A new children’s museum attraction engineered by University of Nebraska–Lincoln students makes kids feel as strong as their favorite superheroes.
Undergraduate members of Nebraska’s Theme Park Design Group designed and built a green pulley swing set for the new Lincoln Children’s Museum superheroes exhibit. Using the pulleys, the kids can pull themselves and others off the ground almost 2 feet, helping them imagine the feeling of having super strength.
The students in the organization, which was started in fall 2017 by freshman mechanical engineering major John Strope of Mobile, Alabama, put in more than 150 hours over six weekends at Nebraska Innovation Studio to complete the project.
“The initial design and construction was quick, but the small details — sanding and paint — took a lot of time,” Strope said. “A lot of us are wondering what we’ll do with our Saturdays now.”
Initially, Strope hadn’t thought about community service in the club, but after being contacted about the museum project by David Martin, director of Innovation Studio, the students jumped at the opportunity.
Strope said they were excited to use the range of skills in the multi-disciplinary group, which boasts members from nearly every college on campus, for a community service project, and to see a finished product.
“As we were testing it ourselves and preparing it for transportation to the museum, everyone was saying, ‘Wow, I’m so proud of this,’” Strope said. “It’s really cool that we actually designed an attraction that kids will use and enjoy.”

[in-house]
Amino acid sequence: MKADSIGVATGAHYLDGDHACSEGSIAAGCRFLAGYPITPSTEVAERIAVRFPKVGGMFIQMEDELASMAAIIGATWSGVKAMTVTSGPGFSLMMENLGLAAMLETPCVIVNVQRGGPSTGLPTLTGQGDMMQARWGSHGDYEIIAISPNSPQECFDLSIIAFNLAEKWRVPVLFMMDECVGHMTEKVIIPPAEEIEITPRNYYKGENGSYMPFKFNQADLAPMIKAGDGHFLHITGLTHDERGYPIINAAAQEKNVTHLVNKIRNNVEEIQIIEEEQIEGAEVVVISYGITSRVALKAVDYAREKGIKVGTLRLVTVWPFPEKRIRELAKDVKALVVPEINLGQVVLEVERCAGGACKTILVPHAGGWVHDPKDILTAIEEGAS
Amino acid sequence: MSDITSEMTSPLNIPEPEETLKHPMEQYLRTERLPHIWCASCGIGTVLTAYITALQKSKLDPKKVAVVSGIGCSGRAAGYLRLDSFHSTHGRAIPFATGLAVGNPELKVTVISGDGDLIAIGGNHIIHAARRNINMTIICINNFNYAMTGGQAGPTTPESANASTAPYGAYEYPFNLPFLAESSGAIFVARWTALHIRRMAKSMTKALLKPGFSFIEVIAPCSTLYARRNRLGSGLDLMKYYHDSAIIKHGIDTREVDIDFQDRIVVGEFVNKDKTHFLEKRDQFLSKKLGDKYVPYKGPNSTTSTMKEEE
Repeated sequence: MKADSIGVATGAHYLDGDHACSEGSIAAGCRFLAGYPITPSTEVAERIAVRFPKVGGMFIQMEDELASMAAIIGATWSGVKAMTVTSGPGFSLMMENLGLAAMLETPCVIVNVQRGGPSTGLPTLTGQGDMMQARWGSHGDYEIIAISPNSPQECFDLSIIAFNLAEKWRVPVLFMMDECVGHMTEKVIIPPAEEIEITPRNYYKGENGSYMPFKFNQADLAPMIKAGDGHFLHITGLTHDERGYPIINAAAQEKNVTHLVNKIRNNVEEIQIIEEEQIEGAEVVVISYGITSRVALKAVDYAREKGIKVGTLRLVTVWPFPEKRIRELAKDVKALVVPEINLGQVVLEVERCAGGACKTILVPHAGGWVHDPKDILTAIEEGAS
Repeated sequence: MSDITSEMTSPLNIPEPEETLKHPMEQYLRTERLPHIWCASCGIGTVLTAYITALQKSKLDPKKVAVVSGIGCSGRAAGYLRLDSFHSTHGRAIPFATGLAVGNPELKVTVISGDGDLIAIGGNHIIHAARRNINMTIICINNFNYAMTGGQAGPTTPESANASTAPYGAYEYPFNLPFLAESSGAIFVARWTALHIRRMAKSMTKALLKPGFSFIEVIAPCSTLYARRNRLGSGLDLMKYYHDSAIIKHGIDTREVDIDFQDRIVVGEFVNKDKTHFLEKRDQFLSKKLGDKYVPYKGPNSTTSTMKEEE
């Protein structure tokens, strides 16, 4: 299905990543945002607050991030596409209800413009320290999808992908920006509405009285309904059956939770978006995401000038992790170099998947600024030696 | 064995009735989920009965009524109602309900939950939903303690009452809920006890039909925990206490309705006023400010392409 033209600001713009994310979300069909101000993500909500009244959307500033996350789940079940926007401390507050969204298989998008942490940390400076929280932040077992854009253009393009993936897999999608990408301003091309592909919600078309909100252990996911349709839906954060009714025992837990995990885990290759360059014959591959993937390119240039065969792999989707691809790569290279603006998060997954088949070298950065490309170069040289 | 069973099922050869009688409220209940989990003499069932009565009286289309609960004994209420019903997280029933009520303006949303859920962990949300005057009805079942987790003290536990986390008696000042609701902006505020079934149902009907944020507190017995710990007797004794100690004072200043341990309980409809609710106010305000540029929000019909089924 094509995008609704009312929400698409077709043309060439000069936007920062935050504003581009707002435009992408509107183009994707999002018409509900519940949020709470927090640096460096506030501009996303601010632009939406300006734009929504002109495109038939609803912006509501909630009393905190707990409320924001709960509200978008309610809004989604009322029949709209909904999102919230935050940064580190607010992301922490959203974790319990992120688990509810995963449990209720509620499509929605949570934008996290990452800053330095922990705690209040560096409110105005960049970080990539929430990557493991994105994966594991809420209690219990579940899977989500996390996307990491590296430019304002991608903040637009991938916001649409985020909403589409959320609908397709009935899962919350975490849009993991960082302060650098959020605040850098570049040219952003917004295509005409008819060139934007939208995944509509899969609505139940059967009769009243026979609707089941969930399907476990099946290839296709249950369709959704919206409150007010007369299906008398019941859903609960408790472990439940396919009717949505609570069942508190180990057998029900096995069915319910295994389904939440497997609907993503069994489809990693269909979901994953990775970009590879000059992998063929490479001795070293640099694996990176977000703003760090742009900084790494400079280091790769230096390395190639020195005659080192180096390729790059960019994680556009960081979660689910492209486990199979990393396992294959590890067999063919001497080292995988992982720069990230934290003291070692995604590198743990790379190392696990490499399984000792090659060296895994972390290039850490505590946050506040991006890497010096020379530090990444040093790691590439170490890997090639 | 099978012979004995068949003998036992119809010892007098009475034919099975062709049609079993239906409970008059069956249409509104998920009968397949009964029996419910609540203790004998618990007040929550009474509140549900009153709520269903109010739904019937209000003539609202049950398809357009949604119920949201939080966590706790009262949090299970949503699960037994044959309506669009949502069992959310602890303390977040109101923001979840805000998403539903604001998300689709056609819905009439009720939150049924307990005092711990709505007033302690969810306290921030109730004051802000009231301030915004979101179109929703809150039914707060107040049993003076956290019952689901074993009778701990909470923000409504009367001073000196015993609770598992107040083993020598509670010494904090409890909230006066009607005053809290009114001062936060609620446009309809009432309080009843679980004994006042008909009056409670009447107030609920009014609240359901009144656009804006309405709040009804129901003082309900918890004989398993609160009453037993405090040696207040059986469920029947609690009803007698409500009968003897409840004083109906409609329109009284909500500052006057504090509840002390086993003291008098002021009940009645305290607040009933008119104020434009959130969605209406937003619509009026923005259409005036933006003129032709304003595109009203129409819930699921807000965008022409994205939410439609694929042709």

Now, Strope said, he and other Theme Park Design Group members hope to make community service an annual tradition, along with the weekly meetings to discuss upcoming theme park design competitions and to learn about the many facets of building, designing and managing theme parks.
“We’d like to talk with other civic groups to see what we can do for them,” Strope said. “It’s really nice to give back and it also builds our portfolios.”
Strope started the group after arriving at Nebraska, wanting to pursue a career in theme park design. He found a mentor in Michael Loehring, senior director of student services in the College of Engineering, who encouraged him to start the organization and serves as the faculty adviser. Strope quickly recruited 35 student members for the organization and has since made many close friends in the group.
“I think they were interested because theme parks are really complex and create unique problem-solving opportunities,” Strope said. “It mixes urban planning, engineering, design, theater production, just about anything you can think of.”
The group is also working on designs for the Cornell Theme Park Design Competition this spring and intends to participate in the Walt Disney Imaginations challenge in fall 2018.